HOSPITAL bosses are assuring patients that most people attending the Winchester A&E department will still be able to get the care they need from an urgent treatment centre.

Under the new proposals, currently out to public consultation, between £700m and £900m would be invested into refurbishing the Royal Hampshire County Hospital in Winchester and a new specialist acute hospital on the current Basingstoke hospital site or near Junction 7 of the M3.

Although the current Winchester A&E unit would close, a 24/7 'urgent treatment centre' will open and many services will be retained such as same-day emergency care, a planned surgery centre, Florence Portal House birthing unit and outpatients.

READ MORE: NHS to launch consultation over new hospital in Hampshire

Dr Nick Ward, interim chief medical officer at Hampshire Hospitals NHS Foundation Trust, said: “Under all the options we are currently consulting on, Winchester hospital would have a 24-hour, seven day a week doctor-led urgent treatment centre able to meet people’s urgent care needs, as well as a same day emergency care department. Only the sickest patients, with the most serious conditions, would go to the new hospital’s emergency department, with many taken by ambulance.

“The same day emergency care department would mean that patients who might otherwise be admitted to hospital can be quickly assessed, diagnosed, and treated without being admitted to a ward, and if clinically safe to do so, will go home the same day their care is provided.”

Hampshire Chronicle: The proposal optionsThe proposal options (Image: HHFT)

Dr Lara Alloway, chief medical officer at NHS Hampshire and Isle of Wight Integrated Care Board, said: “We have worked closely with colleagues at South Central Ambulance Service as a key partner in the proposals to ensure that anyone requiring an ambulance can receive the highest quality emergency care, in the most appropriate place for their needs.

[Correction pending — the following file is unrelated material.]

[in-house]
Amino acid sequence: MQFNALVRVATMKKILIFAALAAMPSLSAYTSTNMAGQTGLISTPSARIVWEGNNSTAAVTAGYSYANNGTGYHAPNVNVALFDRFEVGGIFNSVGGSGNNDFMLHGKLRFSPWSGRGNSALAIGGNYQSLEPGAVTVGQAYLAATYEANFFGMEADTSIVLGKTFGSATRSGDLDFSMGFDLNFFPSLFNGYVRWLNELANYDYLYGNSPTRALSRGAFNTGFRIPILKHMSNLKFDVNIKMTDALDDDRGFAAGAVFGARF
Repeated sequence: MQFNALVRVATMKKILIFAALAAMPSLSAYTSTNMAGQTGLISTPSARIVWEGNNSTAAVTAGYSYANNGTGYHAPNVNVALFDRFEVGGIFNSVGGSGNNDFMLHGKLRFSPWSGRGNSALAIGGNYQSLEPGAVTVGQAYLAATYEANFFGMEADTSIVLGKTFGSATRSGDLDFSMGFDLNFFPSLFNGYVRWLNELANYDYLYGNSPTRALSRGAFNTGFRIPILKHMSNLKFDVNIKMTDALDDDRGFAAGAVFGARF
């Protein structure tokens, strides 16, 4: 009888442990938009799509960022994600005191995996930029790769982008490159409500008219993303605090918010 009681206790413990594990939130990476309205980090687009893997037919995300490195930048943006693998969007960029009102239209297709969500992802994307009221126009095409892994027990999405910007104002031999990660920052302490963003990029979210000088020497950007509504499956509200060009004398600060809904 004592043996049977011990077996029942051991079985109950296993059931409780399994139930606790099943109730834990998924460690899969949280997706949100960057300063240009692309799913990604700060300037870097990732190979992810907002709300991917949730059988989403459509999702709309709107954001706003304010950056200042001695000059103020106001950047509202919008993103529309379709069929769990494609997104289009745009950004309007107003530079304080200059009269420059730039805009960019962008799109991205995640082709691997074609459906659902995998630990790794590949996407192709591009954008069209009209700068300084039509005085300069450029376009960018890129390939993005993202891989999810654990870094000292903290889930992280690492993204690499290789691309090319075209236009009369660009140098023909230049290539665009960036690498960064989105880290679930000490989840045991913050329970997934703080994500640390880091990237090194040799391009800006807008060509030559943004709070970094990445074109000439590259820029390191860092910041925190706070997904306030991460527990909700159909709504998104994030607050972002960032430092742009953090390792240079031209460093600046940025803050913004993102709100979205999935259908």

“Some services, such as treatment for people having suspected heart attacks, are already provided solely from Basingstoke and North Hampshire Hospital. Furthermore, under these proposals, patients would experience reduced waiting times for both emergency and urgent care, because bringing services together on one site would enable us to have more consultant cover than we do currently, speeding up diagnosis and treatment for patients.”

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“These proposals would help us to consistently provide better care for people by ensuring we have the right groups of services and specialists located together for when people need them.”

The new urgent treatment centres, which would be led by doctors and provide care 24/7, would treat around 60 per cent of people who currently attend the hospitals’ A&E departments.

Care would include serious but not life-threatening emergencies and injuries, suspected broken bones, cuts, stomach pains, rashes, high temperatures in children and adults and urgent mental health concerns.

The plans have received backlash from concerned residents and politicians who fear the loss of Winchester’s emergency department.